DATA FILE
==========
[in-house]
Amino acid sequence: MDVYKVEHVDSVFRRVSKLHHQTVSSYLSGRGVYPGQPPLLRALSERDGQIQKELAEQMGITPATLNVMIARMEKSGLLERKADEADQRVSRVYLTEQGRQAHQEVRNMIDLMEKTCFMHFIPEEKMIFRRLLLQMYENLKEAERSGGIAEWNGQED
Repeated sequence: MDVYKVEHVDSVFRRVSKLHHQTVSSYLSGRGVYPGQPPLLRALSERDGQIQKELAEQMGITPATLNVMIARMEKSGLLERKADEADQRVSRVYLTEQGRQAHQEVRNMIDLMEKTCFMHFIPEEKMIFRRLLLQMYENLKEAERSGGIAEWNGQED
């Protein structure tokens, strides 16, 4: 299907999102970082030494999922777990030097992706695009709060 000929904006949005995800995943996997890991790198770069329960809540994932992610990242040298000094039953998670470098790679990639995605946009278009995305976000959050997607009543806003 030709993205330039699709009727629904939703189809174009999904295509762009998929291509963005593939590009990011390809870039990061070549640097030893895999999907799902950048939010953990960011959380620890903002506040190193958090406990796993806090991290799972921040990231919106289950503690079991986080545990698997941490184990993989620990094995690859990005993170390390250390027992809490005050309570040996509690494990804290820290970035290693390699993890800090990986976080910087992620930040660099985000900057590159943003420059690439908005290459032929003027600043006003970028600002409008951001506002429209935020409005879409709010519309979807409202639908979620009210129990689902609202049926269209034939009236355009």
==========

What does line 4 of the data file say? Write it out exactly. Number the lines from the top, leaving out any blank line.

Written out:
């Protein structure tokens, strides 16, 4: 299907999102970082030494999922777990030097992706695009709060 000929904006949005995800995943996997890991790198770069329960809540994932992610990242040298000094039953998670470098790679990639995605946009278009995305976000959050997607009543806003 030709993205330039699709009727629904939703189809174009999904295509762009998929291509963005593939590009990011390809870039990061070549640097030893895999999907799902950048939010953990960011959380620890903002506040190193958090406990796993806090991290799972921040990231919106289950503690079991986080545990698997941490184990993989620990094995690859990005993170390390250390027992809490005050309570040996509690494990804290820290970035290693390699993890800090990986976080910087992620930040660099985000900057590159943003420059690439908005290459032929003027600043006003970028600002409008951001506002429209935020409005879409709010519309979807409202639908979620009210129990689902609202049926269209034939009236355009």